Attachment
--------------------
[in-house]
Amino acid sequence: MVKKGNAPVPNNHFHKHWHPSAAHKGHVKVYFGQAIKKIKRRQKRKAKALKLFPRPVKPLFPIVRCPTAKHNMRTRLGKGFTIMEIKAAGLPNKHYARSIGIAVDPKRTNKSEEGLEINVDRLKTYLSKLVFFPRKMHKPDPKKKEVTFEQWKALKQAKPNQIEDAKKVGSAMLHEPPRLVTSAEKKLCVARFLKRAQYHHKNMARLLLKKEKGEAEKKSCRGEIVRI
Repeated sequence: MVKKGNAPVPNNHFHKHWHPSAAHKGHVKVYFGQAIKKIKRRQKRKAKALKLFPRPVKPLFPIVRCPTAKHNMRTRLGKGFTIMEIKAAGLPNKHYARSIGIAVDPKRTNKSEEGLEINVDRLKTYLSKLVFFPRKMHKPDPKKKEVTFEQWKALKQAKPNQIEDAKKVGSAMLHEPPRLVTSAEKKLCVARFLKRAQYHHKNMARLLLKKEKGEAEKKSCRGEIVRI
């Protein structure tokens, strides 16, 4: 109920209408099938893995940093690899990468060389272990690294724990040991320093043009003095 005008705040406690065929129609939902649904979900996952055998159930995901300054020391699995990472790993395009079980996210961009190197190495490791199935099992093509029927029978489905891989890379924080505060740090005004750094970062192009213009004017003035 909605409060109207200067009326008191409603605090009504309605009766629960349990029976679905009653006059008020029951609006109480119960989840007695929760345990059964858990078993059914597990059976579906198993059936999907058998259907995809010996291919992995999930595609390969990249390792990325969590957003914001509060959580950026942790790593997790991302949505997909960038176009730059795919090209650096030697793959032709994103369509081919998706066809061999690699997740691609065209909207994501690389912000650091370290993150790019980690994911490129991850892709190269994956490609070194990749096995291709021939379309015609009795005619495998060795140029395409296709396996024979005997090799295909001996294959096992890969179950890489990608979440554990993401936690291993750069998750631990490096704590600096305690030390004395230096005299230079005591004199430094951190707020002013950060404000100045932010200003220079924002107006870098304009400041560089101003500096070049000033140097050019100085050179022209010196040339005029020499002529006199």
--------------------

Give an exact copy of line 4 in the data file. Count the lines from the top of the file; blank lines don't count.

């Protein structure tokens, strides 16, 4: 109920209408099938893995940093690899990468060389272990690294724990040991320093043009003095 005008705040406690065929129609939902649904979900996952055998159930995901300054020391699995990472790993395009079980996210961009190197190495490791199935099992093509029927029978489905891989890379924080505060740090005004750094970062192009213009004017003035 909605409060109207200067009326008191409603605090009504309605009766629960349990029976679905009653006059008020029951609006109480119960989840007695929760345990059964858990078993059914597990059976579906198993059936999907058998259907995809010996291919992995999930595609390969990249390792990325969590957003914001509060959580950026942790790593997790991302949505997909960038176009730059795919090209650096030697793959032709994103369509081919998706066809061999690699997740691609065209909207994501690389912000650091370290993150790019980690994911490129991850892709190269994956490609070194990749096995291709021939379309015609009795005619495998060795140029395409296709396996024979005997090799295909001996294959096992890969179950890489990608979440554990993401936690291993750069998750631990490096704590600096305690030390004395230096005299230079005591004199430094951190707020002013950060404000100045932010200003220079924002107006870098304009400041560089101003500096070049000033140097050019100085050179022209010196040339005029020499002529006199």